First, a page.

What is net neutrality? Why you should care that the Senate just voted to reinstate it

Net neutrality is dead. Or is it?

On Wednesday, the U.S. Senate voted 52 to 47 to overturn the Federal Communications Commission’s 2017 decision to repeal the Obama-era ‘net neutrality’ rules. Three Republican senators, Susan Collins of Maine, John Kennedy of Louisiana and Lisa Murkowski of Alaska, voted to repeal the FCC’s decision and reinstate net neutrality and maintain an ‘open internet.’

“I have long supported common-sense regulations to prohibit internet providers from prioritizing certain content over other,” Collins said in a statement. “I also support regulations to clarify that Internet providers must not manage their systems in an anti-competitive way. Restoring the FCC’s net neutrality rules will ensure that the internet will remain open.”

Also see: Senate votes to reinstate Obama-era net neutrality rules

Net neutrality hasn’t exactly been revived

Net neutrality is still set to expire on June 11.

Democrats are hoping to put pressure on Congress to overturn the FCC’s decision to end net neutrality. However, Congress has a 236-193 Republican majority — and Republicans overwhelmingly support the current FCC chairman Ajit Pai. Pai, who was appointed by President Trump, said the Obama-era net neutrality rules are “heavy-handed, utility-style regulations.”

“Net neutrality” sets out principles for regulators to treat all companies using the internet equally. Consumer advocates refer to that as an “open internet.” The Trump administration calls it “micromanaging.” Verizon VZ, +0.15%  supports the FCC’s quest to end net neutrality, but Google GOOG, +0.24% the world’s most popular search engine, does not.

Here’s what net neutrality means for you:

• People can purchase different internet speeds from their cable provider for different prices

• But that guarantees the same speed for all videos on sites you access with that account

• Net neutrality ensures that those speeds are equal regardless of what service you use

• An end to net neutrality could favor services that pay more to internet service providers

‘I have long supported common-sense regulations to prohibit internet providers from prioritizing certain content over other.’

Senator Susan Collins, a Republican from Maine

Consumers also have a lot at stake. Repealing net neutrality rules will give internet service providers more power over what sites we visit and make it more difficult for new companies to grow, said Jonathan Schwantes, senior policy counsel for Consumers Union, a New York-based nonprofit. It will lead to consumers being strong-armed into paying higher prices for higher speeds, he added.

Net neutrality ensures that some websites won’t be left with slower access

Net neutrality was designed to make it easy for the Facebooks FB, -0.61% Netflixes NFLX, +0.63%  and YouTubes of tomorrow to succeed — or get a fair chance — without being penalized by cable companies and broadband providers with slower speeds. Advocates of net neutrality say new players won’t get a proper start if they can’t harness the full power of the Internet.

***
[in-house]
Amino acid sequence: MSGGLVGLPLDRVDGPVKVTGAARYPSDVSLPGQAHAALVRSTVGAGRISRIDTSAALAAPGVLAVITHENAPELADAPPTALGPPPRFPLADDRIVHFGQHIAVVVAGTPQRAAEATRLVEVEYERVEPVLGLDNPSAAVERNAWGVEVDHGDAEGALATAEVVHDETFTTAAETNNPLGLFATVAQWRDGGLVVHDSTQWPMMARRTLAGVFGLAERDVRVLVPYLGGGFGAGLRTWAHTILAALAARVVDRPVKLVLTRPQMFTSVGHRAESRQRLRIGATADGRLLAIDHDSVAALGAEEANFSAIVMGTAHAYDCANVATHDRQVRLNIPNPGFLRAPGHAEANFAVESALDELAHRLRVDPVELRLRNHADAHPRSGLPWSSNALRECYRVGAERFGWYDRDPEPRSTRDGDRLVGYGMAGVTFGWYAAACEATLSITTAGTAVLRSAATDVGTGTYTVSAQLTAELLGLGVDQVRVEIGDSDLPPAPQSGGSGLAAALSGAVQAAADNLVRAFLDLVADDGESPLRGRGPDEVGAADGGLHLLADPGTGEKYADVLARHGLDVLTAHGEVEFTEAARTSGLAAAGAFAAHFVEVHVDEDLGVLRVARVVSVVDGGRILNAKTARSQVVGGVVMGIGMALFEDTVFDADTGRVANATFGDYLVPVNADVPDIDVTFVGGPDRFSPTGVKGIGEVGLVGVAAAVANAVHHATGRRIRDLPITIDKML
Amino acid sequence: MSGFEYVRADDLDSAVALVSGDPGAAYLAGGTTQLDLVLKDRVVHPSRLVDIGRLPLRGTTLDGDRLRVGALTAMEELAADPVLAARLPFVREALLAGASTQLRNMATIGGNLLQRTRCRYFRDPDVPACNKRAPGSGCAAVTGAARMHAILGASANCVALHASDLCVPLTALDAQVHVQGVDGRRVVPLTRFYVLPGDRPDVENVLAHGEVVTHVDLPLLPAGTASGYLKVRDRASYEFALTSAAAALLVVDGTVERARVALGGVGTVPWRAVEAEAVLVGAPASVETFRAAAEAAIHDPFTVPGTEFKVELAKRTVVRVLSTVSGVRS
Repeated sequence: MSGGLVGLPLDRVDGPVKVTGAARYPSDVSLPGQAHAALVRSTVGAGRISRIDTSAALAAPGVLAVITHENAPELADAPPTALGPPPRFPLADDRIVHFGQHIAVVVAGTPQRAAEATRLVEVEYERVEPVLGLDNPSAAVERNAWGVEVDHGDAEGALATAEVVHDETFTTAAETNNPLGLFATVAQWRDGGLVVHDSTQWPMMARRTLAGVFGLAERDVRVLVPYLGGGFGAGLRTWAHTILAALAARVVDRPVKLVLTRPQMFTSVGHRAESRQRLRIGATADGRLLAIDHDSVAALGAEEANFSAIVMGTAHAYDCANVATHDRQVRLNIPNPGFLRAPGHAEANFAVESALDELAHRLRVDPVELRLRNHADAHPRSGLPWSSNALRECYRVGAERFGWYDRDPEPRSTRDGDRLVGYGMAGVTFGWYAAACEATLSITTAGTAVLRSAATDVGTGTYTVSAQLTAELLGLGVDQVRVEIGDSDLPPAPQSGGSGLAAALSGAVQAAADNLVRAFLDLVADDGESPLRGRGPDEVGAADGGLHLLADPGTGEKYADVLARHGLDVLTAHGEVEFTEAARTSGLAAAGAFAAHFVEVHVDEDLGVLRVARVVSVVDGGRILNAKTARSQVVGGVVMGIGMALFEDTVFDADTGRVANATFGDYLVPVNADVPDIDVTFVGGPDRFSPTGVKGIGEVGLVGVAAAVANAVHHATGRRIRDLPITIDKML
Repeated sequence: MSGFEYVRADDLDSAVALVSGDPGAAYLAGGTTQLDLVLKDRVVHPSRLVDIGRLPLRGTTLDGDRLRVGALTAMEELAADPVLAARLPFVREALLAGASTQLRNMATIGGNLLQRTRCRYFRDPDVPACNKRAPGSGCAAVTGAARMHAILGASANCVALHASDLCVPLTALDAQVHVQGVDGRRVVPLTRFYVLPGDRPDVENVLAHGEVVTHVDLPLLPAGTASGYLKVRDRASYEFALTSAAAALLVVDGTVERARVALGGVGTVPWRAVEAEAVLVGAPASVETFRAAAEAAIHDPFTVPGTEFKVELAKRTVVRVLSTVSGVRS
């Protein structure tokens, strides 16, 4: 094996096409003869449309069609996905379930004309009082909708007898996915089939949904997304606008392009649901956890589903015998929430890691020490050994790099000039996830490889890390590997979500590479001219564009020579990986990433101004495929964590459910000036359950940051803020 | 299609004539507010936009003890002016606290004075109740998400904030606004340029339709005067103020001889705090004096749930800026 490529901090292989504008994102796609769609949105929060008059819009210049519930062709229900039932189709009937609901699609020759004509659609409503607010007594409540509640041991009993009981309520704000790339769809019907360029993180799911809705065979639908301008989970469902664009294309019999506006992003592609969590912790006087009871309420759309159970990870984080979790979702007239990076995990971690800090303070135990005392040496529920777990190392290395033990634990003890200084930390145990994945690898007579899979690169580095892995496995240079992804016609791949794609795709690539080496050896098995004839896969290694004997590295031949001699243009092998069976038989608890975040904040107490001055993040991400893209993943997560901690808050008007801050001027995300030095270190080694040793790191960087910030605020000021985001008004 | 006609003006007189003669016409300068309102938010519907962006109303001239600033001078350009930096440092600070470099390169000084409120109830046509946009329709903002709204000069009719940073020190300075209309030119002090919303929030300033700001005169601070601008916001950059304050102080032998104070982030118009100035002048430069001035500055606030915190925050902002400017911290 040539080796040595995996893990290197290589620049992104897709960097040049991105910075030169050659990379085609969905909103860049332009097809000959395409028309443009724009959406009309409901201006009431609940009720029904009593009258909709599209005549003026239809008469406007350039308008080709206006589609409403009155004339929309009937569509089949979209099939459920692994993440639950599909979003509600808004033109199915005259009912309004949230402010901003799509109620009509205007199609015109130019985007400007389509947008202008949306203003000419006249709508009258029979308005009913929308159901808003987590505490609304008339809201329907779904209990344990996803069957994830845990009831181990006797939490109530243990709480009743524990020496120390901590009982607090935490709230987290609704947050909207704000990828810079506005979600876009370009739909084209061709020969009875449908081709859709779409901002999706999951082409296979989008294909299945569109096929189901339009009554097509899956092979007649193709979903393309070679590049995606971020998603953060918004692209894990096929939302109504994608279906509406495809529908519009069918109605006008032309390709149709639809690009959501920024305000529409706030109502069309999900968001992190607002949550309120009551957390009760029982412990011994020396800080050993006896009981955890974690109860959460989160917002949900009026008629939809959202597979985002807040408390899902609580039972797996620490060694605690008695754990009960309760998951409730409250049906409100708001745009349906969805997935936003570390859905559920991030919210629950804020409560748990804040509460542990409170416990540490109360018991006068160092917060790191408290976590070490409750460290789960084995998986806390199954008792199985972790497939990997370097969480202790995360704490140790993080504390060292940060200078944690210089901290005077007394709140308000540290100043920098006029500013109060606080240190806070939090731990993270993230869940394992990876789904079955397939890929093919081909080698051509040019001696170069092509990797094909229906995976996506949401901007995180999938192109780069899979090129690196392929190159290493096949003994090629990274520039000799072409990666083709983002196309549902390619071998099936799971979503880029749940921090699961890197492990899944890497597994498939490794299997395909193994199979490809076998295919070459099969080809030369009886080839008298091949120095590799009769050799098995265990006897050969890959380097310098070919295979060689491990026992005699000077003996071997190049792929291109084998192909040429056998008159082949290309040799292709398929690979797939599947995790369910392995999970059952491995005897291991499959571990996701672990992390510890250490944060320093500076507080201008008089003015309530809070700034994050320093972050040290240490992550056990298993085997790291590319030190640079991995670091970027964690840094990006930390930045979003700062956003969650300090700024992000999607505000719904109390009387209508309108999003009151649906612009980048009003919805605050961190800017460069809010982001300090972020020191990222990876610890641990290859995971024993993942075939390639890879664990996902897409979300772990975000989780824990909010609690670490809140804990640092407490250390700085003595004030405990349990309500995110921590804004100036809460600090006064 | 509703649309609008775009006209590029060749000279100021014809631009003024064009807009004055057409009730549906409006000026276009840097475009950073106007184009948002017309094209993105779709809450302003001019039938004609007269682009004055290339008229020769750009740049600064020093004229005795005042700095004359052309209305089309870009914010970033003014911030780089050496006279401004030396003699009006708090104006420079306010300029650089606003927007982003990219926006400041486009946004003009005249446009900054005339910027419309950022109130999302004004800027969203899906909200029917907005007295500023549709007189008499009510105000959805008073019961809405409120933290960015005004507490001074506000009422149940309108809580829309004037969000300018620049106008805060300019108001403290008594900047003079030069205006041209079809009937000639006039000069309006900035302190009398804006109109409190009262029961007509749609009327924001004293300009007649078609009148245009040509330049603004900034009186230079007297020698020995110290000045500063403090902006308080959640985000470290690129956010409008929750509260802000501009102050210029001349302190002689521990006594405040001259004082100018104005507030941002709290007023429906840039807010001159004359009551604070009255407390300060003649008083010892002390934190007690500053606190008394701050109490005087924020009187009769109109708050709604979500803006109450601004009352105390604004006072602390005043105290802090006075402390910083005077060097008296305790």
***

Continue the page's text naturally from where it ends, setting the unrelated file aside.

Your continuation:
Without it, what we watch online will be controlled by a small group of big corporations, said Aram Sinnreich, professor of communications at the American University, Washington, D.C. “The real power of the wireless market will be unleashed with the 5G marketplace and digital companies want to dominate that,” he said. Net neutrality, he added, helped provide a more even playing field.

Online content could be controlled by a few ‘mega companies’

In the past, there were no preferential conditions for legacy cable companies. “The entire regulatory approach to the internet and digital services is changing,” Sinnreich said. “We are seeing a move back towards allowing communications and viewing to be controlled by just a few mega companies.” Without competition and innovation, consumers will have fewer choices of faster content, he said.

Without net neutrality, cable companies will be able to charge Netflix, Hulu and YouTube to prioritize their services and speed.

Without net neutrality, cable companies will be able to charge Netflix, Hulu and YouTube to prioritize their services. Netflix works with ISPs to secure faster streaming and has a monthly “Netflix ISP Speed Index,” meaning that Netflix plays at different speeds on different providers. Currently, Comcast CMCSA, +1.69% is No. 1, followed by Cox, Spectrum, Verizon-FIOS, Optimum and Mediacom.

The majority (57%) of Americans support net neutrality rules to prevent internet service providers from blocking or discriminating against lawful content on the internet, this Consumer Reports survey found. Some 16% opposed them and 27% had no opinion. And 67% did not agree that ISPs should be able to choose which websites, apps or streaming services customers can access.

Others hope that the FCC’s plans to kill net neutrality go ahead as planned. Streaming places a burden on the network, which needs to be recouped, said William Rinehart, director of technology and innovation policy at the American Action Forum, a center-right policy institute. Consumers, he said, could download a movie at a faster speed for a higher price.

Schwantes sees the end to net neutrality as good for cable operators, but bad for Joe Public. “It would be an enormous loss for consumers,” he said.

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